Tuesday, July 31, 2007

Terry's Garden

A few weeks ago I drove down Hillside near Stern’s Woods to visit Countryside customer Terry Young. Terry is a Mc Henry County native and a retired art teacher. His garden, which is ever changing, reflects his artist’s eye. He mixes color and texture to create a wonderful garden. Terry has worked on his garden for over 15 years. Grassy paths meander past islands of color and meet at the vegetable garden at the bottom of the garden.

Since I have known him, Terry has added many late summer and fall blooming perennials, so I was surprised to learn that part of his garden is devoted to spring blooming woodland natives. One of his mentors in gardening and woodland plantings was the late Bill Wingate. Terry has several plants, including a celadon poppy, that were given to him by Bill.

Another thing I like about Terry’s garden is the use of annuals within his perennial beds. Some of his favorite annuals are the tall, colorful zinnias and cleome. He grows both of these from seed. Another of his prize plants is one that came from a 120 year-old farm house in McHenry County. The green coneflower (Rudbeckia lanciata) is normally found in southern Illinois. For the longest time he didn’t know what it was and finally had to enlist the help of the county extension office in Woodstock to determine what variety it was. This plant grows in sun to part sun and can reach 5-6 feet tall and about 3 feet wide.

To the west of Terry’s house is a row of trees that have grown and matured over the years Terry has lived in the house. Slowly, these changes are impacting the garden. Terry has had to reduce the size of the vegetable garden and shift it more to the east. Eventually it will be taken out. Some of the grasses that dot the various beds have also suffered from the increasing shade.

I also didn’t realize that Terry has an extensive collection of container gardens on his deck, including this unique antique chimney flue. This year he has it planted in New Zealand flax (phormium), which he overwinters indoors, vinca vine, impatiens and coleus. These same colors are carried out in the other containers.

Saturday, July 21, 2007

This morning while drinking my coffee and reading the paper, I enjoyed watching the nature that surrounds us. The robins have already hatched their first clutch and the fledglings are out on their own. Now they are getting ready to lay eggs for a second round. The bunny that frequents my front garden is hopping up by the road and the hummingbird is stopping by my impatien bed for breakfast.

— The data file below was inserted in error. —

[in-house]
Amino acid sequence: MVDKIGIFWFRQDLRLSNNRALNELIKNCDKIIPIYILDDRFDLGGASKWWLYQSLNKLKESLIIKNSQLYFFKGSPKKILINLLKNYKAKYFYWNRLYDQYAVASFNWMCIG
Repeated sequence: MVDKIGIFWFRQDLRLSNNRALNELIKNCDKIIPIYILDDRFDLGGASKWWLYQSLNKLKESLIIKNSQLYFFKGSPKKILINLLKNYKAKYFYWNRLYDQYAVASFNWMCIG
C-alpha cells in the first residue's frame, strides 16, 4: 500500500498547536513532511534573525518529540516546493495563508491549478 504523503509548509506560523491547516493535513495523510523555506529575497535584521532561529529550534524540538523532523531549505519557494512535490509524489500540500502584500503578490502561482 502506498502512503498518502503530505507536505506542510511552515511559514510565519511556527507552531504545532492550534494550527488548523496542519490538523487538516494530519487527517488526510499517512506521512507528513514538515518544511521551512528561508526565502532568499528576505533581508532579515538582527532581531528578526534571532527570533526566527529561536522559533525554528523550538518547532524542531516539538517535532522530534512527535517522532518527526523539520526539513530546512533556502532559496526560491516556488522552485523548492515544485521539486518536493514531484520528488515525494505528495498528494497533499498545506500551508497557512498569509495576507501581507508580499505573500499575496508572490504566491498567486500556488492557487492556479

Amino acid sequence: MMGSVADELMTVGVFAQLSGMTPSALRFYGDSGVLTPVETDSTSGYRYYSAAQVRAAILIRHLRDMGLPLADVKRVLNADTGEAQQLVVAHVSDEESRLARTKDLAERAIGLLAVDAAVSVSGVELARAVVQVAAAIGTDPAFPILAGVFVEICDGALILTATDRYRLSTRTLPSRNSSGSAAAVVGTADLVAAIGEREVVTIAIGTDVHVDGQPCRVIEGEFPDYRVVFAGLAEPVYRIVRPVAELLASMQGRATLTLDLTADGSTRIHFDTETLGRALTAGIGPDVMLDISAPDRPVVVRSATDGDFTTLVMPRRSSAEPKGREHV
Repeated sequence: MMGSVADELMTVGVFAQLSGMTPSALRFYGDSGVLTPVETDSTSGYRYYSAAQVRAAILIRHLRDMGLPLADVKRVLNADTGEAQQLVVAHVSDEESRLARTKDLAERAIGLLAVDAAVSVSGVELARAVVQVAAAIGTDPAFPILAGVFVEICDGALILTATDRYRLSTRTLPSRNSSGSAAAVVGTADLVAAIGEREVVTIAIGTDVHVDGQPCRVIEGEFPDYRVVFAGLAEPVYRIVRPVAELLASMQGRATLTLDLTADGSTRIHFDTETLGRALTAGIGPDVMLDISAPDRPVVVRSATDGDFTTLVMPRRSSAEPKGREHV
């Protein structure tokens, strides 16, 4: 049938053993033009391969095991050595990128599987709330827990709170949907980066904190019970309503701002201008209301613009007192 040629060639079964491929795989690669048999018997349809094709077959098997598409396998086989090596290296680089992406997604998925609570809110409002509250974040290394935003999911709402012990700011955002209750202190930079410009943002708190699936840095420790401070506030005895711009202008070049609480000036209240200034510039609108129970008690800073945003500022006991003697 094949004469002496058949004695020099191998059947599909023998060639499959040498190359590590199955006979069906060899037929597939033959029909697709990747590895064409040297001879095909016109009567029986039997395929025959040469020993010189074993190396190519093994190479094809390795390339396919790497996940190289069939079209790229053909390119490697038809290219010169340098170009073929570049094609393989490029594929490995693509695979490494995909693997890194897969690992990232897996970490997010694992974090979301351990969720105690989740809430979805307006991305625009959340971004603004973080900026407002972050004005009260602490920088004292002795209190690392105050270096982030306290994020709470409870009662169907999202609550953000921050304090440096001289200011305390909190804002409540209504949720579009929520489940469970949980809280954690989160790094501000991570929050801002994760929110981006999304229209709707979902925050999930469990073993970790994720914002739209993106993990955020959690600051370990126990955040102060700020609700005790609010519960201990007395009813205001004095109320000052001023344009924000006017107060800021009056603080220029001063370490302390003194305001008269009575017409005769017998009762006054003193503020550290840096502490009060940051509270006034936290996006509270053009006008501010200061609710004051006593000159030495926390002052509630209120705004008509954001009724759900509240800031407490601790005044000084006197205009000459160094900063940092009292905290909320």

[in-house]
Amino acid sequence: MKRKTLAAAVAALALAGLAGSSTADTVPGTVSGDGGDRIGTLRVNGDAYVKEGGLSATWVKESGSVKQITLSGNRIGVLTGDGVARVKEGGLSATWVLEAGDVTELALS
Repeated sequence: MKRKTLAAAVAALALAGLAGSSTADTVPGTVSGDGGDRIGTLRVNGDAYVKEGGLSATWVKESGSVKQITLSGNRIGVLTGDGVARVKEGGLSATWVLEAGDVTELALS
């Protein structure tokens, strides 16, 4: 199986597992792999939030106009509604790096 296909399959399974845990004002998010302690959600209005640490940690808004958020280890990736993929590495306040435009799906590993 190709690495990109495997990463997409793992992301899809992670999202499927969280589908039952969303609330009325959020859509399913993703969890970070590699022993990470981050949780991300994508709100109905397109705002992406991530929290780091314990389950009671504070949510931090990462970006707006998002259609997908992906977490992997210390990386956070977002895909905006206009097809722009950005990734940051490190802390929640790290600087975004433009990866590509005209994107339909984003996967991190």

I took Beth Bott's (Chiczgo Tribune garden writer) advice and planted a few more vegetables in my front perennial bed that had a few spots open. I planted a sweet pepper and two different types of egg plant. It's also not too late to start a vegetable garden, depending on the type of vegetables that you would like to grow. Cooler weather is not too far away and you can do a second sowing of cool season crops such as carrots, beets, broccoli, lettuces, turnips, spinach and chard. You could even do some cabbages if you get shorter maturing varieties. we will be doing a final crop of some of these at Countryside and they should be available by the end of August.

I noticed recently that my roses seemed mysteriously Japanese beetle free and then yesterday I saw that my neighbor had put out a Japanese beetle trap. So I am hoping that that is where they have all gone. And bless her heart for "taking one for the team."

What's New at C'side

As things have slowed at the store we are making plans for next year. Lori is in the midst of ordering perennial plugs for plants we will grow here. Young Pamela spent last weekend in Ohio at the Ohio Shortcourse. They have seminars relating to al facets of the green industry for industry professionals, including production, green house management and marketing. One great idea that she came home with concerns how we display our annuals for containers. We now have 6 tables devoted to plants in the same color scheme that would look good in a container or window box. Micheal has already potted some up so you can see what it would look like and are for sale, or you can buy the individual plants to do it yourself.

Next Friday Micheal and I are going to West Chicago for the Ball Seed Field Days. These gardens are also open to the public, so if you have the opportunity to go, make sure you do. Cantigny gardens are not far from there and it would make a great field trip for a garden club or other group.